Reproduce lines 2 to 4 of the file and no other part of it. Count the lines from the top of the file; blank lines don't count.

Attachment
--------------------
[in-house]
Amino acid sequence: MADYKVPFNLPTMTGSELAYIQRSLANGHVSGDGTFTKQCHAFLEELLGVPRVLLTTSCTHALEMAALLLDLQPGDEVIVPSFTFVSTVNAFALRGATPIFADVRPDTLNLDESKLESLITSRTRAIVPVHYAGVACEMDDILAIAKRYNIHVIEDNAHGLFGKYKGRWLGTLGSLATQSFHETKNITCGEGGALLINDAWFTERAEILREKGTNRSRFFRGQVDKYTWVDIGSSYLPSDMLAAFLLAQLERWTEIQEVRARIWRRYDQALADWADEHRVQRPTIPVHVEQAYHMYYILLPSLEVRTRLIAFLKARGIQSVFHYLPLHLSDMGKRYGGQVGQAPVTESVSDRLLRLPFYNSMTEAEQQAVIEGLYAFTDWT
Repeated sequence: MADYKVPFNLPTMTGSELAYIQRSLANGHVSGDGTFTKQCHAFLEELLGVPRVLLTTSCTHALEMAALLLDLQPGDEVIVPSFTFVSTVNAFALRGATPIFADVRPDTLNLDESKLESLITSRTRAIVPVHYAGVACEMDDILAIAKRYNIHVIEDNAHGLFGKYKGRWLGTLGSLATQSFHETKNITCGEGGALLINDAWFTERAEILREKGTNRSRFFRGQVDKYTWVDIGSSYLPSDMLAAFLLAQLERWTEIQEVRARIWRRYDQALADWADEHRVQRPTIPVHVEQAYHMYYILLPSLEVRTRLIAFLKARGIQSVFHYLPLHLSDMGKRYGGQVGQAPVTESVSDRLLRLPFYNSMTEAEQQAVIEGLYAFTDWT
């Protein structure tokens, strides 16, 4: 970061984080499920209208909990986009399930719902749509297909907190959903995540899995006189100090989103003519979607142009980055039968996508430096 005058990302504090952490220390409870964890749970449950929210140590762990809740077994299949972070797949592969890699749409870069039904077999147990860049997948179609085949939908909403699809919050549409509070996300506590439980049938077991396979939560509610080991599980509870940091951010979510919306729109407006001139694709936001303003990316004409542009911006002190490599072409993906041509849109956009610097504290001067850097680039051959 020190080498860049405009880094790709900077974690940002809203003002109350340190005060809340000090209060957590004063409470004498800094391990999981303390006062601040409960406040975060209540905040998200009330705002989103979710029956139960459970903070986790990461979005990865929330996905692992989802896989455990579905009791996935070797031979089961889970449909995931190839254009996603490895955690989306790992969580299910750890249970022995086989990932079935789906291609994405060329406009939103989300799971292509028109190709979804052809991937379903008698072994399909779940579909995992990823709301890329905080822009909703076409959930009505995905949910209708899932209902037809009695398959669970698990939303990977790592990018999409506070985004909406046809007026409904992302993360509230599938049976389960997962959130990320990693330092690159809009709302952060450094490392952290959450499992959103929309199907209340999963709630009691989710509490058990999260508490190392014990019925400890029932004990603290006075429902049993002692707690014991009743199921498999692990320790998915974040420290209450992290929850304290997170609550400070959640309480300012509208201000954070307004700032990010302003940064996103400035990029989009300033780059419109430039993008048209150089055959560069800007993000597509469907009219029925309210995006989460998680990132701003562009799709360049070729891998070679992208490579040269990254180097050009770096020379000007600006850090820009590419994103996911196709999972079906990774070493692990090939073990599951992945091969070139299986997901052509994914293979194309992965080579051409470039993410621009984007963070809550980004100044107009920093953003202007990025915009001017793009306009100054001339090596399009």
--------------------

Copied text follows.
Amino acid sequence: MADYKVPFNLPTMTGSELAYIQRSLANGHVSGDGTFTKQCHAFLEELLGVPRVLLTTSCTHALEMAALLLDLQPGDEVIVPSFTFVSTVNAFALRGATPIFADVRPDTLNLDESKLESLITSRTRAIVPVHYAGVACEMDDILAIAKRYNIHVIEDNAHGLFGKYKGRWLGTLGSLATQSFHETKNITCGEGGALLINDAWFTERAEILREKGTNRSRFFRGQVDKYTWVDIGSSYLPSDMLAAFLLAQLERWTEIQEVRARIWRRYDQALADWADEHRVQRPTIPVHVEQAYHMYYILLPSLEVRTRLIAFLKARGIQSVFHYLPLHLSDMGKRYGGQVGQAPVTESVSDRLLRLPFYNSMTEAEQQAVIEGLYAFTDWT
Repeated sequence: MADYKVPFNLPTMTGSELAYIQRSLANGHVSGDGTFTKQCHAFLEELLGVPRVLLTTSCTHALEMAALLLDLQPGDEVIVPSFTFVSTVNAFALRGATPIFADVRPDTLNLDESKLESLITSRTRAIVPVHYAGVACEMDDILAIAKRYNIHVIEDNAHGLFGKYKGRWLGTLGSLATQSFHETKNITCGEGGALLINDAWFTERAEILREKGTNRSRFFRGQVDKYTWVDIGSSYLPSDMLAAFLLAQLERWTEIQEVRARIWRRYDQALADWADEHRVQRPTIPVHVEQAYHMYYILLPSLEVRTRLIAFLKARGIQSVFHYLPLHLSDMGKRYGGQVGQAPVTESVSDRLLRLPFYNSMTEAEQQAVIEGLYAFTDWT
């Protein structure tokens, strides 16, 4: 970061984080499920209208909990986009399930719902749509297909907190959903995540899995006189100090989103003519979607142009980055039968996508430096 005058990302504090952490220390409870964890749970449950929210140590762990809740077994299949972070797949592969890699749409870069039904077999147990860049997948179609085949939908909403699809919050549409509070996300506590439980049938077991396979939560509610080991599980509870940091951010979510919306729109407006001139694709936001303003990316004409542009911006002190490599072409993906041509849109956009610097504290001067850097680039051959 020190080498860049405009880094790709900077974690940002809203003002109350340190005060809340000090209060957590004063409470004498800094391990999981303390006062601040409960406040975060209540905040998200009330705002989103979710029956139960459970903070986790990461979005990865929330996905692992989802896989455990579905009791996935070797031979089961889970449909995931190839254009996603490895955690989306790992969580299910750890249970022995086989990932079935789906291609994405060329406009939103989300799971292509028109190709979804052809991937379903008698072994399909779940579909995992990823709301890329905080822009909703076409959930009505995905949910209708899932209902037809009695398959669970698990939303990977790592990018999409506070985004909406046809007026409904992302993360509230599938049976389960997962959130990320990693330092690159809009709302952060450094490392952290959450499992959103929309199907209340999963709630009691989710509490058990999260508490190392014990019925400890029932004990603290006075429902049993002692707690014991009743199921498999692990320790998915974040420290209450992290929850304290997170609550400070959640309480300012509208201000954070307004700032990010302003940064996103400035990029989009300033780059419109430039993008048209150089055959560069800007993000597509469907009219029925309210995006989460998680990132701003562009799709360049070729891998070679992208490579040269990254180097050009770096020379000007600006850090820009590419994103996911196709999972079906990774070493692990090939073990599951992945091969070139299986997901052509994914293979194309992965080579051409470039993410621009984007963070809550980004100044107009920093953003202007990025915009001017793009306009100054001339090596399009």